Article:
The “or else” is that Discovery will bust up the cable TV programming bundle by licensing its channels and shows online to pay TV competitors, or developing its own direct-to-consumer streaming service.

“The best thing for us would be full deployment of TV Everywhere” — streaming just to cable and satellite customers — CEO David Zaslav told investors today at Morgan Stanley’s Technology, Media & Telecom Conference. “From our perspective, that should have happened four years ago. It’s been talked about for the last five years.”

Since Discovery owns its shows, it would be “well positioned” to go over the top (OTT) — the industry term for streaming in competition with cable and satellite. “If you have niche content that has super fans, by definition it’s easier to reach those people because you have brand affiliation and content that they really love.” Zaslav says that his company has that with car fans who watch Velocity, crime buffs who watch ID, and Oprah Winfrey fans at the OWN joint venture.

“One of the things we’re looking at is science,” the CEO adds. “If we wanted to go over the top we could offer a science app… That’s a genre where there are real super fans, people who love science and can’t get enough of it and know to come to us.”

Can that be avoided? Zaslav expects the status quo to remain intact for about three years. But digital competition “will have some impact over the next 5 to 7 years.” To forestall that, distributors and programmers must come together this year to hammer out some of the nagging problems with TV Everywhere. “As an industry this is a moment for us.”

There’s still no common definition for the programming that pay TV services stream. “Is it the last season or the last 30 days of content? Consumers, when they go to TV Everywhere, have to have a sense of what they’re getting.”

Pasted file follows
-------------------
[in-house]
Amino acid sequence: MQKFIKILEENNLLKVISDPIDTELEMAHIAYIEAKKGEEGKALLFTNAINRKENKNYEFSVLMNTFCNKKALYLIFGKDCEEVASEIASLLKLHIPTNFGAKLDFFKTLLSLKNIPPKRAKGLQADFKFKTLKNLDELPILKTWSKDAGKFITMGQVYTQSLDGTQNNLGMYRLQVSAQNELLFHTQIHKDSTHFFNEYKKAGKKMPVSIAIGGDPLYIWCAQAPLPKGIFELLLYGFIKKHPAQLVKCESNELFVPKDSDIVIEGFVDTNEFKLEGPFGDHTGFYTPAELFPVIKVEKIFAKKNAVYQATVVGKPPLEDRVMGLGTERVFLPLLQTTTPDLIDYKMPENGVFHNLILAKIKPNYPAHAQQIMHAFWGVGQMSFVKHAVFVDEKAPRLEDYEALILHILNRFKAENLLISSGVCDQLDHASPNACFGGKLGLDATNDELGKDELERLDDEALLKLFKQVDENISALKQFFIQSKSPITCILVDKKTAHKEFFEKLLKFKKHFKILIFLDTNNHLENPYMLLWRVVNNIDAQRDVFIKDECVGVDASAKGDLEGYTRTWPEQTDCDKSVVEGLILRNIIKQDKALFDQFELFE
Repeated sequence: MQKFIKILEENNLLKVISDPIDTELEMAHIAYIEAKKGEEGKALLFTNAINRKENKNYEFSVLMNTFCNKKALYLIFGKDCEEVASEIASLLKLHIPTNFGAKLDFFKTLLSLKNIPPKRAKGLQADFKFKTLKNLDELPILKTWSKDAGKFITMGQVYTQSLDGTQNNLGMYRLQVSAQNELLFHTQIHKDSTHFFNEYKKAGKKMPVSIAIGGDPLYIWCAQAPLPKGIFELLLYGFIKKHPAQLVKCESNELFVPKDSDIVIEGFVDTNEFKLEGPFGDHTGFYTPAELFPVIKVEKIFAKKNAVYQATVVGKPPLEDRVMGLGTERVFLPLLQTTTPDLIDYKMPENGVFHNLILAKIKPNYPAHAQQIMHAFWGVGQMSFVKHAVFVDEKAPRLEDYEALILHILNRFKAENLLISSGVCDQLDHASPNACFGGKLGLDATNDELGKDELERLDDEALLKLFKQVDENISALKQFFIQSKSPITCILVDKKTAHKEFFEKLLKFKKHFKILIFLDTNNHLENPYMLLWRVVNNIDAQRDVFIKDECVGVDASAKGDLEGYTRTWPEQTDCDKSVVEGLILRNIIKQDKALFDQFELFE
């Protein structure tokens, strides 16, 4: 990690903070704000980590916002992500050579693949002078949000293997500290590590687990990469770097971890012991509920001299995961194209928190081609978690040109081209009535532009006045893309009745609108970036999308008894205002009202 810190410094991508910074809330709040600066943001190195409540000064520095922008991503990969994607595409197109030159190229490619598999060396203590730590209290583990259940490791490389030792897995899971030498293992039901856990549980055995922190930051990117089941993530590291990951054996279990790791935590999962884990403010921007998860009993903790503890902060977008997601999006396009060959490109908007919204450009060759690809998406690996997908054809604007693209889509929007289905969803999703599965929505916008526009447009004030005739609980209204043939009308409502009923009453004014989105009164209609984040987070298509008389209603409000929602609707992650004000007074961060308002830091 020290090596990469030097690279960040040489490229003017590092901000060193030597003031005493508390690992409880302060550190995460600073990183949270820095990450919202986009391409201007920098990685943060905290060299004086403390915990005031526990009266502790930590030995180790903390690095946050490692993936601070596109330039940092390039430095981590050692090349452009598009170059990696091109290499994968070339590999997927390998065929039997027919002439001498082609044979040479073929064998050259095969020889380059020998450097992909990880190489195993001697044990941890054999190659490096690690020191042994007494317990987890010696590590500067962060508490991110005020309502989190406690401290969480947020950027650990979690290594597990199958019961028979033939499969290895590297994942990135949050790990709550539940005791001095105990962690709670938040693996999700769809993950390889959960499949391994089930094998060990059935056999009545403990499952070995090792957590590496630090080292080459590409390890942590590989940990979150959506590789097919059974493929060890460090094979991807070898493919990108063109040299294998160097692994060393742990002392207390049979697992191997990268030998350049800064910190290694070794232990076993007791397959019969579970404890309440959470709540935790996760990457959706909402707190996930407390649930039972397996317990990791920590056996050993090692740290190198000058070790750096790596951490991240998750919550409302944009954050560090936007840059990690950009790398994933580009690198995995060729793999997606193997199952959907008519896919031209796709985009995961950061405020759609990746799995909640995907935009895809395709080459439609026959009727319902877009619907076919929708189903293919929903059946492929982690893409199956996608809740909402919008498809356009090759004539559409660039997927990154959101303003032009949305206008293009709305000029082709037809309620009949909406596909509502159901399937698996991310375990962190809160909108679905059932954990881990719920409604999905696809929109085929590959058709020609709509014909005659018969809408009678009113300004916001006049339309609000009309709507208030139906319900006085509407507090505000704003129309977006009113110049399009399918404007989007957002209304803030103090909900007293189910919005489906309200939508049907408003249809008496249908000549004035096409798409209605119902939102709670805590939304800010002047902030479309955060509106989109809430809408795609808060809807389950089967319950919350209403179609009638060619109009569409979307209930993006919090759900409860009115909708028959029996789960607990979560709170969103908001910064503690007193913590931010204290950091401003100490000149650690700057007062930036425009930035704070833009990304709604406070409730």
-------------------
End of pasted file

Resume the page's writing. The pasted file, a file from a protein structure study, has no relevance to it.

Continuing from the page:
The Discovery chief also wants distributors to pay up for TV Everywhere programming. New entrants including Sony’s planned PlayStation VUE, Dish Network’s Sling TV, Netflix and Amazon have  been “very quick to write significant checks in order to get content.” But “it was a real battle for a period of time” to persuade cable and satellite companies to pay up.

Some of the antagonism goes back to the fights they had over payments to put TV shows on VOD. ” It would’ve been a very powerful weapon against satellite and probably would’ve had consumers asking, ‘Why do I need Netflix?'” Zaslav says.

On another matter, he says that his crystal ball on the advertising market remains cloudy after a Q4 when “the volume just wasn’t there….We were hanging out there with a lot of rating points that we couldn’t sell.” Ahead of the upfront sales season “there really is no visibility,” although there’ve been some improvements in Q1.  Discovery’s financial projections don’t anticipate a big uptick in sales. “There’s no question in my mind that some of the money is moving to digital.” But “there are a lot of answers that we don’t have.”